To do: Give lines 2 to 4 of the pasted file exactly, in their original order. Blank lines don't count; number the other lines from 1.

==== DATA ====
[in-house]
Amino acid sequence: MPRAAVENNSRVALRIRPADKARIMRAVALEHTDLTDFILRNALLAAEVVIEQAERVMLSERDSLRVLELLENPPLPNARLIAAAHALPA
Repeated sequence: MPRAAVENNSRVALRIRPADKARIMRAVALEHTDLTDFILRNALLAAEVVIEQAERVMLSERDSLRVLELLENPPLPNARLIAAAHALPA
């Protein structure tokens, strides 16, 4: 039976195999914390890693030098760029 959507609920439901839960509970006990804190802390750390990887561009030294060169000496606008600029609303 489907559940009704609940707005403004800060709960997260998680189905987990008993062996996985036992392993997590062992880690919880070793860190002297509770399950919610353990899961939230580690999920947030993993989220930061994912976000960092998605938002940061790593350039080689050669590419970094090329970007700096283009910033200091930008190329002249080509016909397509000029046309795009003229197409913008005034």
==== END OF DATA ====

Amino acid sequence: MPRAAVENNSRVALRIRPADKARIMRAVALEHTDLTDFILRNALLAAEVVIEQAERVMLSERDSLRVLELLENPPLPNARLIAAAHALPA
Repeated sequence: MPRAAVENNSRVALRIRPADKARIMRAVALEHTDLTDFILRNALLAAEVVIEQAERVMLSERDSLRVLELLENPPLPNARLIAAAHALPA
């Protein structure tokens, strides 16, 4: 039976195999914390890693030098760029 959507609920439901839960509970006990804190802390750390990887561009030294060169000496606008600029609303 489907559940009704609940707005403004800060709960997260998680189905987990008993062996996985036992392993997590062992880690919880070793860190002297509770399950919610353990899961939230580690999920947030993993989220930061994912976000960092998605938002940061790593350039080689050669590419970094090329970007700096283009910033200091930008190329002249080509016909397509000029046309795009003229197409913008005034």